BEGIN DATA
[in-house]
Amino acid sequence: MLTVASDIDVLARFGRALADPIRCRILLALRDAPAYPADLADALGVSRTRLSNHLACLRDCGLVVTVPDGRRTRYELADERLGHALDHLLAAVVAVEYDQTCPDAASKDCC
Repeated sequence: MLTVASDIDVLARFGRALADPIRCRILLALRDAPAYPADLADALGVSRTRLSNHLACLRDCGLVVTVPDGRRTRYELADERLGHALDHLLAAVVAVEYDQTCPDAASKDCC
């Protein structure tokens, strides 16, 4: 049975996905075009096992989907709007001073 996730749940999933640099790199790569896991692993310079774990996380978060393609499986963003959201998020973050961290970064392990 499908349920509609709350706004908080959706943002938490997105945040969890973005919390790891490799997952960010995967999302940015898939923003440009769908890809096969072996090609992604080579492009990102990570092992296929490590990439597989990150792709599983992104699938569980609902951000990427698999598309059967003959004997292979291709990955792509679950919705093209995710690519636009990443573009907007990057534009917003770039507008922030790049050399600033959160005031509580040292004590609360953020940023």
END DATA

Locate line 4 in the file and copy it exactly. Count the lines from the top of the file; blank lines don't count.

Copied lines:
């Protein structure tokens, strides 16, 4: 049975996905075009096992989907709007001073 996730749940999933640099790199790569896991692993310079774990996380978060393609499986963003959201998020973050961290970064392990 499908349920509609709350706004908080959706943002938490997105945040969890973005919390790891490799997952960010995967999302940015898939923003440009769908890809096969072996090609992604080579492009990102990570092992296929490590990439597989990150792709599983992104699938569980609902951000990427698999598309059967003959004997292979291709990955792509679950919705093209995710690519636009990443573009907007990057534009917003770039507008922030790049050399600033959160005031509580040292004590609360953020940023």